We sat side-by-side in office chairs in the building he had recently purchased to start his very own practice. The air was musty with the smell of wood shavings and wall primer, and even though it was November, and we were in the tundra of Canada, the sun managed to beam in through the bare, unframed windows, scattering the light through the room and highlighting lines of dust particles that floated by.
I was only in town to visit for a few days, so we had to get all the paint picked out and bought before I left the following day. Although I was quite sure at this point of what colors we were going for, his Type A, compulsive, perfectionist nature (which I had grown to absolutely love) wouldn’t allow us to make a final decision without looking at all possible options, so we had gone through dozens of pages of paint swatches and were finally nearing the last of them.
We were just a few short months of celebrating six years together. Met when I was 18… he, 26… and while much of our relationship was long distance, just as much of it felt like it was meant to be a Disney fairytale. Of course there were rough parts. Bad parts. Mountains. Mole-hills. Blunders. But in my mind, those were just the bloopers—not really meant to be shown as part of the full story; so I made sure to barely mention them in the narrative of us which I had so meticulously perfected over the years. The introduction. The meeting. The presents. The sparks. The romance. The jokes.
You see, my naiveté caused me to believe those were the only parts that mattered. No. Wait. It was my culture. My upbringing that taught me to believe that the gaffes…red flags…rumors, warnings and suspicions were written in pencil. Meant to be erased along the way.
When you love someone, you commit.
When you commit to someone, you pledge yourself to them.
When you pledge yourself, you forgive them whole heartedly.
You look past their shortcomings. You allow them a second…third…even fourth chance if needed. Especially as a woman. An Indian woman. A Hindu woman.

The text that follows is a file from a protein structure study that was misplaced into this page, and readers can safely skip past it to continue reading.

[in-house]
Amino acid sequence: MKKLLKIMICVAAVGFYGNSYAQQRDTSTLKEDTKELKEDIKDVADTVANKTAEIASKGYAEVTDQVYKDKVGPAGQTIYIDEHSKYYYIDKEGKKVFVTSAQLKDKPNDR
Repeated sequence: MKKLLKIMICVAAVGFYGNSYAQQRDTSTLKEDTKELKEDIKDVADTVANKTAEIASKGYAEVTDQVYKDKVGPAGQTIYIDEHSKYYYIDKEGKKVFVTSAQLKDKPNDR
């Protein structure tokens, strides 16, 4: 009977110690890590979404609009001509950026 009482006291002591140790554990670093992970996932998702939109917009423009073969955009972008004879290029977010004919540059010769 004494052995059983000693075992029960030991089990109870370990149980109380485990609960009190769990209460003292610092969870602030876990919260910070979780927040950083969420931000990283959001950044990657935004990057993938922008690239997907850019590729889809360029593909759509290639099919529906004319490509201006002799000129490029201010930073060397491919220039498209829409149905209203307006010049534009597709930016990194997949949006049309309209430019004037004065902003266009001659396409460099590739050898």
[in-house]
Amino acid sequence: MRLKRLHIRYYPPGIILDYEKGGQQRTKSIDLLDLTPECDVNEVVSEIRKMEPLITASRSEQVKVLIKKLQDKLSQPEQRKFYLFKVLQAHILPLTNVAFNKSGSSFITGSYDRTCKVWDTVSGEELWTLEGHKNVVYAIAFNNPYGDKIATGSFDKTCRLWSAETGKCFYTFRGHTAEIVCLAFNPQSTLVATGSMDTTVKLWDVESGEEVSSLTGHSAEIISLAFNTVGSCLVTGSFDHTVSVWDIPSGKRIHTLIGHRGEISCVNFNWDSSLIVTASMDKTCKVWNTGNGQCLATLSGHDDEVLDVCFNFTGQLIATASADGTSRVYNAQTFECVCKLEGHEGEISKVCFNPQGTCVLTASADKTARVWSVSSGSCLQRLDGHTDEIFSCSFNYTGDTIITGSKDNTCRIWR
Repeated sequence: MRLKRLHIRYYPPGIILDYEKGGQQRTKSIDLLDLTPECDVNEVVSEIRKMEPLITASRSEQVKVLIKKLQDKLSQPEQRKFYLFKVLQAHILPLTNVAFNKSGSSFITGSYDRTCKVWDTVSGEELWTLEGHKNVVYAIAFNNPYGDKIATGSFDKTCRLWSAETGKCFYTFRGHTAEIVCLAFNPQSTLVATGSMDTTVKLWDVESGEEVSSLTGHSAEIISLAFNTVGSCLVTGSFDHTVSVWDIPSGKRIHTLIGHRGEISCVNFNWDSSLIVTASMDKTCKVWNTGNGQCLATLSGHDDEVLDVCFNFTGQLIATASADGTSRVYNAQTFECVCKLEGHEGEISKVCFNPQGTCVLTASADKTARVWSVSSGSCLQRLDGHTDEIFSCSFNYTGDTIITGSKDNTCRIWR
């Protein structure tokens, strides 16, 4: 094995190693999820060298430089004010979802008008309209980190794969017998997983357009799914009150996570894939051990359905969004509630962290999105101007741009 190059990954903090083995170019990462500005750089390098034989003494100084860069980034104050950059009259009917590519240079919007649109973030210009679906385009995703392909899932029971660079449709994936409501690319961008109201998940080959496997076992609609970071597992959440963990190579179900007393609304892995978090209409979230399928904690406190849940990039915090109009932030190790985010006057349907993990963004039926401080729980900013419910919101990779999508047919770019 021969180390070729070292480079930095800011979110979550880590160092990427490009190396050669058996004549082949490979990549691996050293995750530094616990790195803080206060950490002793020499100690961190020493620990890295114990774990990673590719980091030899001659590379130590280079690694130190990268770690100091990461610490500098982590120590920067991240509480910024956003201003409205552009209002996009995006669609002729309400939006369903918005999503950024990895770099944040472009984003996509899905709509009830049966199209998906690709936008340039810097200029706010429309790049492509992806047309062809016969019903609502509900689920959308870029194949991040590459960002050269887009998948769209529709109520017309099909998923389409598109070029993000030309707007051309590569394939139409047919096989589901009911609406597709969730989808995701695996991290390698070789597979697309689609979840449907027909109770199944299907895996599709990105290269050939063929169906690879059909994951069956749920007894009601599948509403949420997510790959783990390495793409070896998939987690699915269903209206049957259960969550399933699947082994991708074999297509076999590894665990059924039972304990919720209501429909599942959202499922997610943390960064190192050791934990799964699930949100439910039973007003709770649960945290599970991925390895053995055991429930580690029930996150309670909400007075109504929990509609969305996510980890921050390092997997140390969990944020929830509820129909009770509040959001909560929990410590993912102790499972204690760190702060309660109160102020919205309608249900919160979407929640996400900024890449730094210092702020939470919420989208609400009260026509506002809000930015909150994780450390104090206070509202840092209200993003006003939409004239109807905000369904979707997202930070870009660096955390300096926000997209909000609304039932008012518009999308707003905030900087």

That is love.
He handed me his Blackberry “Babe, text my brother and tell him to bring the pick-up so that we can go to Home Depot to pick up this paint.”
He swiveled his chair around, his back toward me, and started to fiddle with some wiring on the desk. I opened up a new text and began typing in the message field, and a notification ribbon dropped down from the top of the screen: “New Email from…”
I had seen her name before. I had heard and even spoken her name before. She was the topic of quite a few conversations between him and I.
In the 3 seconds that the ribbon lasted at the top of the screen, I thought to myself
“Ok, so you have one of two choices:
1. Open the email
2. Ignore it and move on.”
Of course I opened it.
Now, he had been telling me for a few months that he felt a hankering to go backpacking through Europe. I was thrilled by the idea. Encouraged it. “You must go! You work too hard, and deserve some time off for a vacation of any kind!” It never once crossed my mind to go with him; after all this would be some ‘me time’ for him…the man I loved, escaping the stress of everyday life and doing something for himself. I loved the thought. Nothing would make me happier.
I tapped on the notification at the top of the screen to open a full email. It opened “Hey babe,” and continued with the only other five words I remember in the entire email “Here’s our itinerary for Germany.”